In one of the largest events of its kind since the Boston Marathon bombings, New York City’s 5 Boro Bike Tour went off yesterday under a cloud of heightened security.
An estimated 32,000 cyclists pedaled the 40-mile route through city streets, punctuated with police checkpoints, bomb-sniffing dogs, and a finish-line party in Staten Island that friends and family weren’t allowed to attend. Backpacks, hydration packs, saddle bags and even front baskets were banned from the event for the first time in its 36-year history, limiting cyclists’ options for carrying supplies.
Instead they were allowed fanny packs, water bottle cages and small frame-mounted bags—all subject to a pre-race search by the police.
Participants told the Wall Street Journal that there were checkpoints at the bridges where police checked bib numbers, forcing riders to stop several times.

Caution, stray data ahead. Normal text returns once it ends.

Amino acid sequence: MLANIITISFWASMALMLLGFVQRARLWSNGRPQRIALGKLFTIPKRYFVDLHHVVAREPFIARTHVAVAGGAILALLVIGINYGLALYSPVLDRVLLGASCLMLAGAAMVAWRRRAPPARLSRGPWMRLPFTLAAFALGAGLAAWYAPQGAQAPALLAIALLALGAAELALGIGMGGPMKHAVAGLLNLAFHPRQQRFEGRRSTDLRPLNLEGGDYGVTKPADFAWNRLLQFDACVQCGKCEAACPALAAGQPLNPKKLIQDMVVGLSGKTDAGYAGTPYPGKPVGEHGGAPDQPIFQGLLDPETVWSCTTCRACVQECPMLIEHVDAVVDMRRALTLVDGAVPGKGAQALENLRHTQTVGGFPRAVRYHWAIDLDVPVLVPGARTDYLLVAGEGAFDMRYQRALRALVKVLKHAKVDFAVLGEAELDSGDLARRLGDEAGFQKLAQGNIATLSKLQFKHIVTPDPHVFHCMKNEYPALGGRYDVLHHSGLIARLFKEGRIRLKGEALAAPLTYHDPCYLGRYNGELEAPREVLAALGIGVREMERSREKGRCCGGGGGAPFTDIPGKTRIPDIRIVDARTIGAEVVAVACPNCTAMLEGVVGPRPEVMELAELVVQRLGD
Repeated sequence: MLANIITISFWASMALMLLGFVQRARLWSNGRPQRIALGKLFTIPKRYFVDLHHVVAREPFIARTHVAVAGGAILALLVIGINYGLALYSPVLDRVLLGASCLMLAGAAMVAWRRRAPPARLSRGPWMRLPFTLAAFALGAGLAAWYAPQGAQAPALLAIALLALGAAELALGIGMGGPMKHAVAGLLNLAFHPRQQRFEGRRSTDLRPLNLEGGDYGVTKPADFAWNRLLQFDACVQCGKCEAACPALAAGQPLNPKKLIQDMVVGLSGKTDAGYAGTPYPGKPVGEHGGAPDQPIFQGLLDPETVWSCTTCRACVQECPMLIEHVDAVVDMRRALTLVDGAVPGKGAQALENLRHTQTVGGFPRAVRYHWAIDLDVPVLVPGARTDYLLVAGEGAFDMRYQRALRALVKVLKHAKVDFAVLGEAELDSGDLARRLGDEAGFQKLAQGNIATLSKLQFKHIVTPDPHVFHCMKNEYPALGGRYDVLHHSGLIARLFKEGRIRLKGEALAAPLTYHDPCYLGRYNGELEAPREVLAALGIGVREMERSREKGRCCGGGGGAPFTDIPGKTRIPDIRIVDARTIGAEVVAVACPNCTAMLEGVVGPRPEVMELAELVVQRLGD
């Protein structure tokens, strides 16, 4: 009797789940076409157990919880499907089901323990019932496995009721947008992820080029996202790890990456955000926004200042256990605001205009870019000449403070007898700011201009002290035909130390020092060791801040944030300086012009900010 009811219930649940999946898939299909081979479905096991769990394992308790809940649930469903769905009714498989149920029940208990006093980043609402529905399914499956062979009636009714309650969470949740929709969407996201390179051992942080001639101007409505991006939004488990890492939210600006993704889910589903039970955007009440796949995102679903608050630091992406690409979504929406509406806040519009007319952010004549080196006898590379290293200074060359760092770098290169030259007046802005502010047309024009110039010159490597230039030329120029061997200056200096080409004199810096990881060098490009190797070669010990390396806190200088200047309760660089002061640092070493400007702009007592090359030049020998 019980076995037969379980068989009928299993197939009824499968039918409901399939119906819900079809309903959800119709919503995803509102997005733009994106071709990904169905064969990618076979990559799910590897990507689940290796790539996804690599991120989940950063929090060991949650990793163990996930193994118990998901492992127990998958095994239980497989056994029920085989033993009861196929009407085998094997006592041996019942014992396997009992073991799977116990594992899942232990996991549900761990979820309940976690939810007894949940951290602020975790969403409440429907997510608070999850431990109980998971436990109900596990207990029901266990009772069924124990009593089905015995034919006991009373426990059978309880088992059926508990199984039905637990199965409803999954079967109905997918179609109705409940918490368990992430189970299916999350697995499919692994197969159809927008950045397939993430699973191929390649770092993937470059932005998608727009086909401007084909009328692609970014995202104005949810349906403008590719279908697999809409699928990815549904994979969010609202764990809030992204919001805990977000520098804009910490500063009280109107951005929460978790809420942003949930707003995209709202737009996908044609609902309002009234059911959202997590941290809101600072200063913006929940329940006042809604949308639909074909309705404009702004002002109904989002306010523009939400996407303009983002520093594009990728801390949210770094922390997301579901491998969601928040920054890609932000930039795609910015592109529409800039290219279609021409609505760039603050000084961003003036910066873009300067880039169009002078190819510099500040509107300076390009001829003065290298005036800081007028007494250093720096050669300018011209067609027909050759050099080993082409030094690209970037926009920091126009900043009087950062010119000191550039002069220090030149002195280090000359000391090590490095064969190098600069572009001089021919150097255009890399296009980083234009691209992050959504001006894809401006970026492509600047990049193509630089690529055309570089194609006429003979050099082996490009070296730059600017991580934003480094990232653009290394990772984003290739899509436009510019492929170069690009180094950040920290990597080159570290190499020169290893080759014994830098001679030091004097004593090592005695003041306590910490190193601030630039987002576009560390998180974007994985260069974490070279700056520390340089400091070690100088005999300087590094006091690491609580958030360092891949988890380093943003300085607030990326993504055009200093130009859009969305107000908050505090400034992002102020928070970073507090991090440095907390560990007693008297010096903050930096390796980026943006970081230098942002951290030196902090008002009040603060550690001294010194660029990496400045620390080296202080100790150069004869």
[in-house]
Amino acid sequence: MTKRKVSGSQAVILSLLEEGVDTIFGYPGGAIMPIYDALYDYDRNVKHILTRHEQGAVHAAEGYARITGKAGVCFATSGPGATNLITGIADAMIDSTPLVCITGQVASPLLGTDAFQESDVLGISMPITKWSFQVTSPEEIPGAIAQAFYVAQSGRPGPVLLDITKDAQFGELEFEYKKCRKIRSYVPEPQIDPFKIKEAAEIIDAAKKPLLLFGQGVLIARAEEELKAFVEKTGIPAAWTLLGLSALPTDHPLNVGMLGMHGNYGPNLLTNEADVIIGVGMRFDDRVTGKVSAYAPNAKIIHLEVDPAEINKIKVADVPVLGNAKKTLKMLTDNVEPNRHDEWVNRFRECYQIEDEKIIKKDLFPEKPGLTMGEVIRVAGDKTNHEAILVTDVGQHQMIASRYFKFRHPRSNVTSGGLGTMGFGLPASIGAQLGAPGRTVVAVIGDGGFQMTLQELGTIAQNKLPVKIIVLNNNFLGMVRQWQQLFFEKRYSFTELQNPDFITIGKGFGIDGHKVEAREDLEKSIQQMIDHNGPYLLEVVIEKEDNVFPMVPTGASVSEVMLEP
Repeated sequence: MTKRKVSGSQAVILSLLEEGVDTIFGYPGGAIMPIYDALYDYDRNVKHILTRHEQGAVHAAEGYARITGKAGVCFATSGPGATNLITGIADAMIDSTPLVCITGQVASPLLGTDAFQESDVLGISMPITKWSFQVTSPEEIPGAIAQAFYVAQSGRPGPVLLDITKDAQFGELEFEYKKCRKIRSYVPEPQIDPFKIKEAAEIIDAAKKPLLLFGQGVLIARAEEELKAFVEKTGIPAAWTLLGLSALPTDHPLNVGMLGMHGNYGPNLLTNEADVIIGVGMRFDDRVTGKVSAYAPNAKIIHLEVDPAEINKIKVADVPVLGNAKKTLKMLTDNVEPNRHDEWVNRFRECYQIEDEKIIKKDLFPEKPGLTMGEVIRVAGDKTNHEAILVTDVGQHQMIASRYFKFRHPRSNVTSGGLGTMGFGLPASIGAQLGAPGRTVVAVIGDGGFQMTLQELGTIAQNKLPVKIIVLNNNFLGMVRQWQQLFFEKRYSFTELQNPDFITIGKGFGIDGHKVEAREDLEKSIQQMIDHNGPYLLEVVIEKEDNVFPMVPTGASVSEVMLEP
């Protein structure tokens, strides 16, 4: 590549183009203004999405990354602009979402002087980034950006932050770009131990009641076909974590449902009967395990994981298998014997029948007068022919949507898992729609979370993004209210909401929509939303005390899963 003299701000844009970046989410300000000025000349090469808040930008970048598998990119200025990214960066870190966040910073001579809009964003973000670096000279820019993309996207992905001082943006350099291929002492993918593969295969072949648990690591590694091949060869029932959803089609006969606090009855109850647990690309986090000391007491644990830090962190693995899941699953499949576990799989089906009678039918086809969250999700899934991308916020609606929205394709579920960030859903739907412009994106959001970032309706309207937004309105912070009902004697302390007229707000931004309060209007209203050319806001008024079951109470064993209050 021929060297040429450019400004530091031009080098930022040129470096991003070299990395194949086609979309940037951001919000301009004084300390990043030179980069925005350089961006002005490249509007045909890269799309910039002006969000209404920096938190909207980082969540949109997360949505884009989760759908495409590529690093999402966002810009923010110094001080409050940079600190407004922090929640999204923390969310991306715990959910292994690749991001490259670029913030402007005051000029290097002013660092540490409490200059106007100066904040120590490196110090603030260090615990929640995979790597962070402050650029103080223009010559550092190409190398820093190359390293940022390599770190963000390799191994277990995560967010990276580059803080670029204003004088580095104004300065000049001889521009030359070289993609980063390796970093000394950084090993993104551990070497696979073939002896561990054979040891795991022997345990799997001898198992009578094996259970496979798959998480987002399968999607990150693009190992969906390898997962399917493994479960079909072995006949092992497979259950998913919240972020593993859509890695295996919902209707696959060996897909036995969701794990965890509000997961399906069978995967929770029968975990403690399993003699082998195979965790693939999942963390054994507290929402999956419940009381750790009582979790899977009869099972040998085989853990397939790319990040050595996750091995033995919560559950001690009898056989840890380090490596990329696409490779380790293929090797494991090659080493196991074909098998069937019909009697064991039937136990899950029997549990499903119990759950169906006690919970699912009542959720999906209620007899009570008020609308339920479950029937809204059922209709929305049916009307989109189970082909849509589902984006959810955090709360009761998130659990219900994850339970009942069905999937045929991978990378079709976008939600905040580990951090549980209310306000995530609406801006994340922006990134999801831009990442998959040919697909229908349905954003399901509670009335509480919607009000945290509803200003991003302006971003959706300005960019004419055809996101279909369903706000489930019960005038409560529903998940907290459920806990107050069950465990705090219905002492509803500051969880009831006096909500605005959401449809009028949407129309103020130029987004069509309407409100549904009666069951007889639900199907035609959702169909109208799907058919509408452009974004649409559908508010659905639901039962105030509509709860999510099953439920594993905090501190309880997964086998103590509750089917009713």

“It was slowing us down,” said one participant, Valerie Klein, to the Journal. “When you're biking, you need a little speed and then you had to stop at every bridge checkpoint. It was a little different.”
The shadow of Boston didn’t end there: Police on scooters and bikes rode alongside participants, mobile cameras and NYPD helicopters monitored the event, and even the Staten Island Ferry was escorted by harbor police, according to NBC New York.
All of this raises the question: Is this the new normal for big races in big American cities?
Ken Podziba, CEO of Bike New York, which organizes the event, told city blog Gothamist that he doesn’t think the restrictions will be permanent, and NYC police chief Ray Kelly told New York 1 that events like this will be evaluated on a case by case basis.
For now, though, the character of the nation’s largest celebration of cycling seems to have shifted towards that of an airport security line.